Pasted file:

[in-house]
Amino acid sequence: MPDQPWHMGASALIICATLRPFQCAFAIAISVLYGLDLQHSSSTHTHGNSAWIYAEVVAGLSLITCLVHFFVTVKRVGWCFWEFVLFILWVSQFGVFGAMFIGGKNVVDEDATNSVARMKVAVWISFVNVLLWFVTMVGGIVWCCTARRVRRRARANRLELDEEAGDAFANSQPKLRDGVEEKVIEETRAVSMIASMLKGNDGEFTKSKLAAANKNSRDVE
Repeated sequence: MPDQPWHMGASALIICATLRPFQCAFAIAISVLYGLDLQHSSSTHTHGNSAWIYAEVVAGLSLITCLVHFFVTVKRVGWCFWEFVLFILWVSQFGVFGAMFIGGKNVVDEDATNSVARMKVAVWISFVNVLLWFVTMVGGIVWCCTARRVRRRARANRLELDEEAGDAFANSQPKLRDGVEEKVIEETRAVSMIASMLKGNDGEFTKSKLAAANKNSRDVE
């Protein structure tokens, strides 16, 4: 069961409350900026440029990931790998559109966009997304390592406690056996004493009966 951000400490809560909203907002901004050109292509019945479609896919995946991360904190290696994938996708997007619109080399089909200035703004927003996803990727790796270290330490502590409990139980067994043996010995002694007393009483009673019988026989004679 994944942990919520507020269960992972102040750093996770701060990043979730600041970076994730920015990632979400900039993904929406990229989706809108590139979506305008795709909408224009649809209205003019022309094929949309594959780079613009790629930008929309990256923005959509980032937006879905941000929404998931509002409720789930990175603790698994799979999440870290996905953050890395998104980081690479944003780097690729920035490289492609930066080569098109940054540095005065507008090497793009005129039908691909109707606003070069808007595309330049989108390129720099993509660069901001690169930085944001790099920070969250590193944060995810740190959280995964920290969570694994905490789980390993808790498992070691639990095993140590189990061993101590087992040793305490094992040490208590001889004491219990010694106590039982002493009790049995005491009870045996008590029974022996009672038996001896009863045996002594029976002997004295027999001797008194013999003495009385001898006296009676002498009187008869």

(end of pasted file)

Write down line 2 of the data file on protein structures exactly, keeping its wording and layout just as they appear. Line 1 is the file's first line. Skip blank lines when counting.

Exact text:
Amino acid sequence: MPDQPWHMGASALIICATLRPFQCAFAIAISVLYGLDLQHSSSTHTHGNSAWIYAEVVAGLSLITCLVHFFVTVKRVGWCFWEFVLFILWVSQFGVFGAMFIGGKNVVDEDATNSVARMKVAVWISFVNVLLWFVTMVGGIVWCCTARRVRRRARANRLELDEEAGDAFANSQPKLRDGVEEKVIEETRAVSMIASMLKGNDGEFTKSKLAAANKNSRDVE